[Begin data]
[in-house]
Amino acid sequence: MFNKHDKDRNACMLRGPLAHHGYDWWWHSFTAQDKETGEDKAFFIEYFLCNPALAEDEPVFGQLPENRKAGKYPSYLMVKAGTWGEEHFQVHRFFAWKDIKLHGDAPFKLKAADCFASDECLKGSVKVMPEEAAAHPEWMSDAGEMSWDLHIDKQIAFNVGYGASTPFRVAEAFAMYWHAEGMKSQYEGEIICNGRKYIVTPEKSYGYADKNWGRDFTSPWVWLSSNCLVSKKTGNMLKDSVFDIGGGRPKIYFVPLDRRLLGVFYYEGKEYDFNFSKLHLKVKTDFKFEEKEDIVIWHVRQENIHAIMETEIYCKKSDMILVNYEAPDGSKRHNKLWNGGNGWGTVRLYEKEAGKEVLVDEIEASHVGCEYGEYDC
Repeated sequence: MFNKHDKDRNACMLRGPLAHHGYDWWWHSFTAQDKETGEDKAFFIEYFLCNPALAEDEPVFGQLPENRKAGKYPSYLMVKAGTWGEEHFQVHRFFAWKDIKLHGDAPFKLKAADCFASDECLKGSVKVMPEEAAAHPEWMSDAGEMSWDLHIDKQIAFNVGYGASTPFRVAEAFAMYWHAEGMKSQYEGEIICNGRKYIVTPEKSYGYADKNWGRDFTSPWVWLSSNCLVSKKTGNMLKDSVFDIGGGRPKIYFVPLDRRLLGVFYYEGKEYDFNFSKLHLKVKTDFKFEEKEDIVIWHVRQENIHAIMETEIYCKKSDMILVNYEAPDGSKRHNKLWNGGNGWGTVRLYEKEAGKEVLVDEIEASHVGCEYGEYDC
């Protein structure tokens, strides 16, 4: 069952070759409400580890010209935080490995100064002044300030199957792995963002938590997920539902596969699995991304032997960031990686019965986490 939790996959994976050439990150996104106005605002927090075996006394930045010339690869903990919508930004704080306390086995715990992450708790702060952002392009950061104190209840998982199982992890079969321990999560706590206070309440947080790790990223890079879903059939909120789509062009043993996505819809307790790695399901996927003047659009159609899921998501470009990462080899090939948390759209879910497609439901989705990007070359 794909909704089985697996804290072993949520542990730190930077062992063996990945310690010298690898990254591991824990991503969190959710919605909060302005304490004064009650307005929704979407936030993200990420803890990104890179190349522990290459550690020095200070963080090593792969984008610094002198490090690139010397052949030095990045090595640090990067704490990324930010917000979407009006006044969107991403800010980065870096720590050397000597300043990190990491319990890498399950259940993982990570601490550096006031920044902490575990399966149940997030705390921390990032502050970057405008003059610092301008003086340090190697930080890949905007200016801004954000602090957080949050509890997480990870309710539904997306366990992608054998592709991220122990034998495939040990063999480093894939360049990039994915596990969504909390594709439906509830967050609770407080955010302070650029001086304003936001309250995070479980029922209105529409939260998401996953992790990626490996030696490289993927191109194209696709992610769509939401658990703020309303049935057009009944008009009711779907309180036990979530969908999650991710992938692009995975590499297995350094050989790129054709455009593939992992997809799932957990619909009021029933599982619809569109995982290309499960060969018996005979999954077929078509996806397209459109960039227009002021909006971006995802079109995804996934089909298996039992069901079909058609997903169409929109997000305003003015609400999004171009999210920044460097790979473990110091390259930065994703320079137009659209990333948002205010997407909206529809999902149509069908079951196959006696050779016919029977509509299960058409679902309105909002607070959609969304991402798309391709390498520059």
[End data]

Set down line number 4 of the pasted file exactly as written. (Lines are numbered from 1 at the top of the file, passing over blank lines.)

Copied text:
């Protein structure tokens, strides 16, 4: 069952070759409400580890010209935080490995100064002044300030199957792995963002938590997920539902596969699995991304032997960031990686019965986490 939790996959994976050439990150996104106005605002927090075996006394930045010339690869903990919508930004704080306390086995715990992450708790702060952002392009950061104190209840998982199982992890079969321990999560706590206070309440947080790790990223890079879903059939909120789509062009043993996505819809307790790695399901996927003047659009159609899921998501470009990462080899090939948390759209879910497609439901989705990007070359 794909909704089985697996804290072993949520542990730190930077062992063996990945310690010298690898990254591991824990991503969190959710919605909060302005304490004064009650307005929704979407936030993200990420803890990104890179190349522990290459550690020095200070963080090593792969984008610094002198490090690139010397052949030095990045090595640090990067704490990324930010917000979407009006006044969107991403800010980065870096720590050397000597300043990190990491319990890498399950259940993982990570601490550096006031920044902490575990399966149940997030705390921390990032502050970057405008003059610092301008003086340090190697930080890949905007200016801004954000602090957080949050509890997480990870309710539904997306366990992608054998592709991220122990034998495939040990063999480093894939360049990039994915596990969504909390594709439906509830967050609770407080955010302070650029001086304003936001309250995070479980029922209105529409939260998401996953992790990626490996030696490289993927191109194209696709992610769509939401658990703020309303049935057009009944008009009711779907309180036990979530969908999650991710992938692009995975590499297995350094050989790129054709455009593939992992997809799932957990619909009021029933599982619809569109995982290309499960060969018996005979999954077929078509996806397209459109960039227009002021909006971006995802079109995804996934089909298996039992069901079909058609997903169409929109997000305003003015609400999004171009999210920044460097790979473990110091390259930065994703320079137009659209990333948002205010997407909206529809999902149509069908079951196959006696050779016919029977509509299960058409679902309105909002607070959609969304991402798309391709390498520059």